Around the middle of February I completed a basic persistence and networking implementation for Fjord, then had to do other things for a month. Just recently I fixed Fjord to work with the latest version of the Node.js APIs.

Next project: I'm going to use Fjord in a Web Framework to be called "JSON-Mash".

I intend to show that JSON-Mash will be a great framework for rapidly building truly interoperable and truly scalable online and distributed functionality.

Here's how JSON-Mash will work.

Juggling Data Formats

In traditional Web Frameworks, the developer has to juggle up to five different data formats.

At the front end, you may be working in HTML or HTML chunks sent via Ajax. Then your domain logic may use object classes. You'll no doubt map those objects to relations in your database layer. That's three data representations (also known as Circles, Triangles and Rectangles).

But there may be even more: if you call out to integration points such as a search service or other API, you'll probably be using XML. And if you did application-level cacheing, you would probably consider casting your data into key-value form.

This is not unrealistic - at a current ThoughtWorks client, I was faced with exactly these five data formats - in an extremely simple application.


JSON Everywhere

JSON-Mash will do away with all that. It uses JSON objects everywhere.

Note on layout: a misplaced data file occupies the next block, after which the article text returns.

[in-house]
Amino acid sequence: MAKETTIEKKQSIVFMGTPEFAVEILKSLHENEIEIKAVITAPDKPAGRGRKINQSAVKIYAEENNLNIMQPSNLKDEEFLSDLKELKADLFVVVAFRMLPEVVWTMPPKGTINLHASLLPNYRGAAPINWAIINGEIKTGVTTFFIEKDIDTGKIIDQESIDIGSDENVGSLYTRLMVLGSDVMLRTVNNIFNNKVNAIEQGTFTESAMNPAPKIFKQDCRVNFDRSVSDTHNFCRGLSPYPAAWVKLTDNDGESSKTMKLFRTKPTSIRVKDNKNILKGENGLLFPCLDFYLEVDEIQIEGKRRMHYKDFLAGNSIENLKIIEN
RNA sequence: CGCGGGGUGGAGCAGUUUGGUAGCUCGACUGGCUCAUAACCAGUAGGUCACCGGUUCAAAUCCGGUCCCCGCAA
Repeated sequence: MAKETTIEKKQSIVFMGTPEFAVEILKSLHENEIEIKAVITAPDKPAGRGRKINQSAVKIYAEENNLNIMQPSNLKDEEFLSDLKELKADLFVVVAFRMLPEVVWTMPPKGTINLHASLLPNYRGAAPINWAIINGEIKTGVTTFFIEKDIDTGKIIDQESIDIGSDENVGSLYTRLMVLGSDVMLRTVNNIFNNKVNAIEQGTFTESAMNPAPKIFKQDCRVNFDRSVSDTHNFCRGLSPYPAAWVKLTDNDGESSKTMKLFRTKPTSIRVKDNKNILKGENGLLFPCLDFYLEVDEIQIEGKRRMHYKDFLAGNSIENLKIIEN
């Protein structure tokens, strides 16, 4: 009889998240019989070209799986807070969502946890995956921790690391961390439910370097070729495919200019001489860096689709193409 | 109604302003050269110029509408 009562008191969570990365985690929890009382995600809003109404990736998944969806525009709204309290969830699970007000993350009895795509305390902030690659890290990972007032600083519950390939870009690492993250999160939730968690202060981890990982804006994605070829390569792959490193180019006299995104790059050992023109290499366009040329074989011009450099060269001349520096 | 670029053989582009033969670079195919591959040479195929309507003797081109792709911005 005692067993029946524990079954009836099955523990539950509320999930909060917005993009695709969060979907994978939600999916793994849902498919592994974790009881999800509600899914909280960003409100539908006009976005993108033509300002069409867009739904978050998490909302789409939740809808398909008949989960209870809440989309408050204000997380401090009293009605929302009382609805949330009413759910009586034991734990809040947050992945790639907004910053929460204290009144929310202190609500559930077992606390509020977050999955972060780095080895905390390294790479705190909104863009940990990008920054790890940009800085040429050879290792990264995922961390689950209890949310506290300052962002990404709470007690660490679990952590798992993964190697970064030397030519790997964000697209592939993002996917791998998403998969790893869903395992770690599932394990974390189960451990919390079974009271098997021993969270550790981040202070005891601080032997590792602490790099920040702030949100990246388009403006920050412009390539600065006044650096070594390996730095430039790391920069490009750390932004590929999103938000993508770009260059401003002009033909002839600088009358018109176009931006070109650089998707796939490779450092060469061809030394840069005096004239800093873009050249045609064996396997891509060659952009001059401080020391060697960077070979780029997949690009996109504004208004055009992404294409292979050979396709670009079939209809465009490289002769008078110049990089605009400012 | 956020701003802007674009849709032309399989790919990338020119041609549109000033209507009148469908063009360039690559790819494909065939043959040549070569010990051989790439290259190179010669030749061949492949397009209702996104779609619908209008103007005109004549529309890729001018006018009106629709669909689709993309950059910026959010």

JSON-Mash sends JSON data to a script in the browser that builds the page declaratively from its understanding of a number of stable, generic JSON types. It uses Ajax and Comet to pull JSON chunks in, to composite into the page.

JSON-Mash uses Fjord to process its JSON: transforms, map-reduce, etc. It uses Fjord to persist objects in a JSON NoSQL database, and Fjord to provide shared JSON cacheing functionality with cache updating via Fjord's FOREST integration style.

Finally, if there's any external system to be integrated, that too will be accessed via an adaptor that converts its API, etc., into JSON-Mash stabilised JSON. There will be Twitter and Flickr adaptors at first, I should imagine.


JSON-Mash and Fjord

Using Fjord means that JSON-Mash treats its JSON as a first-class hyperdata type: lots of little JSON chunks all with URLs and all linked up. I suggested that one day it may have the media type of "application/fjord+json". JSON-Mash Nodes communicate in the FOREST style.

Of course, the main benefit of using Fjord is that you get a great, declarative mashup language to describe your logic in.

Fjord is still very new, of course, so some goodness is yet to be rounded out. For example, it comes with a very basic, but highly improvable, NoSQL JSON datastore and already allows some powerful map-reduce and other query and transformation modes, with more to come.

Finally, Fjord gives a dynamic view of JSON data: caches get updates pushed into them and Comet pull will also come as part of the package.



Now, one of the great things about Node.js is that you can run the same code on the server as you run in the browser.